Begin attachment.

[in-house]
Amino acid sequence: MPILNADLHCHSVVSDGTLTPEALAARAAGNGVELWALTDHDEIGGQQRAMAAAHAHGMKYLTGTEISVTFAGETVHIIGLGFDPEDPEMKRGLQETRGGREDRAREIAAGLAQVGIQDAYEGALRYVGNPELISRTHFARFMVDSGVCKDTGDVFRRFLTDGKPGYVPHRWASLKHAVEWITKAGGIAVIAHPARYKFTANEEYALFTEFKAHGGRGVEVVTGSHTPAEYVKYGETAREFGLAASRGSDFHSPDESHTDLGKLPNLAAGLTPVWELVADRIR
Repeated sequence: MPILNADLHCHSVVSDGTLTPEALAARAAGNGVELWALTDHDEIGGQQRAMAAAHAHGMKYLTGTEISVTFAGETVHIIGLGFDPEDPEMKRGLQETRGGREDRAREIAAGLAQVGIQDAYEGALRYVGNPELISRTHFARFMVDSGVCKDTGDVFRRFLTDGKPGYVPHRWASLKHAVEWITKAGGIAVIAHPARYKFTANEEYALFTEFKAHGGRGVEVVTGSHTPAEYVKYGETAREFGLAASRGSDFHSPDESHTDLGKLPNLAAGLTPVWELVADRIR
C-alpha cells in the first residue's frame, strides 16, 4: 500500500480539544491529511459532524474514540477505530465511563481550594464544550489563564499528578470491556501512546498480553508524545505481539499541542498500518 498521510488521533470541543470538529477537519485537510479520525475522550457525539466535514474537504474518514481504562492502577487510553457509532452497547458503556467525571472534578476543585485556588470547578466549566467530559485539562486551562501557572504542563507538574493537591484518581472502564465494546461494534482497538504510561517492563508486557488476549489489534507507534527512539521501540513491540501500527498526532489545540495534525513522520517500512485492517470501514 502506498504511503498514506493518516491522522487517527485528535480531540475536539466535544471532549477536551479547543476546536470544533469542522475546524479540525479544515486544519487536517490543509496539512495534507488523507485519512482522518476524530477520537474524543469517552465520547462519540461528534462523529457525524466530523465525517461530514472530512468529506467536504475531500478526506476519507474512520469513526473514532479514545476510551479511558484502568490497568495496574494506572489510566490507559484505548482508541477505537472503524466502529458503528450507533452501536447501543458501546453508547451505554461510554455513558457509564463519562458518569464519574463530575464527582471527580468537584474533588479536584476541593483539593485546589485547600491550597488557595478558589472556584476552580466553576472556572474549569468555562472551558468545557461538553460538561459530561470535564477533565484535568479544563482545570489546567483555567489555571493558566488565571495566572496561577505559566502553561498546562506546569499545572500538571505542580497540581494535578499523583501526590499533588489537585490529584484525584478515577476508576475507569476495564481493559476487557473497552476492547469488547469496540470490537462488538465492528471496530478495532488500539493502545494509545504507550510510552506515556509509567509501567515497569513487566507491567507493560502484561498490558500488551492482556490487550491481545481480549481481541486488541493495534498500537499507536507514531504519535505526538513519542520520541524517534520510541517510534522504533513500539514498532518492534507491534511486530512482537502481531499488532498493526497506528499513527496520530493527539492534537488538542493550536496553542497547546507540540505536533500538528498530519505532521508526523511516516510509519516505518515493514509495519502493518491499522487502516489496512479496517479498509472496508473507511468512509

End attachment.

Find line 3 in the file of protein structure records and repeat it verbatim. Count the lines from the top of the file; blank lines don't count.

Repeated sequence: MPILNADLHCHSVVSDGTLTPEALAARAAGNGVELWALTDHDEIGGQQRAMAAAHAHGMKYLTGTEISVTFAGETVHIIGLGFDPEDPEMKRGLQETRGGREDRAREIAAGLAQVGIQDAYEGALRYVGNPELISRTHFARFMVDSGVCKDTGDVFRRFLTDGKPGYVPHRWASLKHAVEWITKAGGIAVIAHPARYKFTANEEYALFTEFKAHGGRGVEVVTGSHTPAEYVKYGETAREFGLAASRGSDFHSPDESHTDLGKLPNLAAGLTPVWELVADRIR